Ilkka Herlin: Science and responsibility

On a global scale, we are encountering such a variety of crises that the probability of large-scale disaster is shockingly high. All the while, we are dealing with disasters on a smaller scale, one of which, the coronavirus pandemic, we are living through right now.

Common to the past and future disasters of modern society is the fact that, without science, they would never have come to pass. Science stems from curiosity, the desire to solve problems and the faith of us modern people in our ability to control nature. However, this is an ability we do not actually possess.

Science is founded on acknowledging and identifying facts. Einstein is said to have noted that he preferred his equations to politics, since equations are for eternity, while politics is for the present. And yet, the pacifist Einstein ended up sharing his equations with society, with destructive consequences.

In 1914 the scientist Fritz Haber invited Albert Einstein to work as his colleague in Berlin. This pair of friends was composed of a German nationalist and a pacifist, both of whose efforts and discoveries have engendered wellbeing, but also immeasurable destruction.

The fate of scientific discoveries and innovations always lies in the hands of those who come later. This gives science and scientists a special responsibility. No longer can we rely on the old assumption according to which research results in progress and happiness. It can equally result in calamity.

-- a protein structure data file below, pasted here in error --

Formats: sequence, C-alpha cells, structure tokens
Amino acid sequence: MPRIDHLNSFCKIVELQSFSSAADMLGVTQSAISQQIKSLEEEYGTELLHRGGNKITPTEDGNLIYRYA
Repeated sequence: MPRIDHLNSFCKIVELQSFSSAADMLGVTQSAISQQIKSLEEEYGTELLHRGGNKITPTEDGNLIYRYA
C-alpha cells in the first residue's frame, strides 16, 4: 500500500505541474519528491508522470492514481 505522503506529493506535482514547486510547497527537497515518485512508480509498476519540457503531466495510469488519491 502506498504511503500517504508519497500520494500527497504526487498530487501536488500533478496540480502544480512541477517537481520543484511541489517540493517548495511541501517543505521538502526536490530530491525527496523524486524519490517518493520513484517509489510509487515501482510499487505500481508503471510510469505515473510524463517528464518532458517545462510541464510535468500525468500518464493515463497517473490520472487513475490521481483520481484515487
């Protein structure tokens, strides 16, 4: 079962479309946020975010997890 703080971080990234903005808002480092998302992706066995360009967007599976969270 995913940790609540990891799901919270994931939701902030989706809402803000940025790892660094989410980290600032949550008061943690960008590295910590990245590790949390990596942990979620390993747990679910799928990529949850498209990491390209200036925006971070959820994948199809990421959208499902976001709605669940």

A particular danger can be found in having the results of science also in the hands of denialists, those who deny facts. When denying research-based knowledge, such as the effects of humanity and technology on climate change, they can try to convince others that we can with a clear conscience further advance dangerous trends originating in science, such as the fossil economy.

Without science and scientific thinking, we will not survive the future trials we have brought upon ourselves. If nothing else before this, the coronavirus has finally demonstrated this. However, we are all required to act responsibly when conducting research and applying its results.

We have to be better at understanding the big picture. We have to understand what science is and what it is not, what it is capable of and what it is not yet capable of. Increasing understanding must also be a scientific process.

Science is like democracy. Deficient and not very good, but still the best system out of all the alternatives. Science and democracy have to support each other. This is why research, democracy, responsibility and the courage to strive for good things matter.

Ilkka Herlin, PhD

The author has worked as a scholar of Finnish history, the history of science and large-scale systems.

Why do we need science?

The world and the needs of people and the environment are changing at an ever-accelerating pace. None of us can predict which research will be useful in 2050. What we do know is that solving these future challenges requires long-term research.